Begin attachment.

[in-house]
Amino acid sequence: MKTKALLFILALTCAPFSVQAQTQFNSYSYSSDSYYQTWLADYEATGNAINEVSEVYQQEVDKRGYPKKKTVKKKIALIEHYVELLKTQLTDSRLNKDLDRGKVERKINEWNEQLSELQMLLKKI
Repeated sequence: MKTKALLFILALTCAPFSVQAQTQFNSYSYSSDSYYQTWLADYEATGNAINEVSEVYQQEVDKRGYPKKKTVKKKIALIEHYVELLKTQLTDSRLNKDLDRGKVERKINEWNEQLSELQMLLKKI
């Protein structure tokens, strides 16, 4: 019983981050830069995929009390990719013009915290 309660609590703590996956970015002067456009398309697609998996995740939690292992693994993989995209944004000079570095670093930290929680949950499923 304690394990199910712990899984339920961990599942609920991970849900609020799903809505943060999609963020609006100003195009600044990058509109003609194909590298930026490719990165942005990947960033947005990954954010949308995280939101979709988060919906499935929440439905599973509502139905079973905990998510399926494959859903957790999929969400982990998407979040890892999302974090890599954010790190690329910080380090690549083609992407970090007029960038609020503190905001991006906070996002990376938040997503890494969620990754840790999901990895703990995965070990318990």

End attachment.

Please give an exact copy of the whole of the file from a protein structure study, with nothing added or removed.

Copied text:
[in-house]
Amino acid sequence: MKTKALLFILALTCAPFSVQAQTQFNSYSYSSDSYYQTWLADYEATGNAINEVSEVYQQEVDKRGYPKKKTVKKKIALIEHYVELLKTQLTDSRLNKDLDRGKVERKINEWNEQLSELQMLLKKI
Repeated sequence: MKTKALLFILALTCAPFSVQAQTQFNSYSYSSDSYYQTWLADYEATGNAINEVSEVYQQEVDKRGYPKKKTVKKKIALIEHYVELLKTQLTDSRLNKDLDRGKVERKINEWNEQLSELQMLLKKI
């Protein structure tokens, strides 16, 4: 019983981050830069995929009390990719013009915290 309660609590703590996956970015002067456009398309697609998996995740939690292992693994993989995209944004000079570095670093930290929680949950499923 304690394990199910712990899984339920961990599942609920991970849900609020799903809505943060999609963020609006100003195009600044990058509109003609194909590298930026490719990165942005990947960033947005990954954010949308995280939101979709988060919906499935929440439905599973509502139905079973905990998510399926494959859903957790999929969400982990998407979040890892999302974090890599954010790190690329910080380090690549083609992407970090007029960038609020503190905001991006906070996002990376938040997503890494969620990754840790999901990895703990995965070990318990």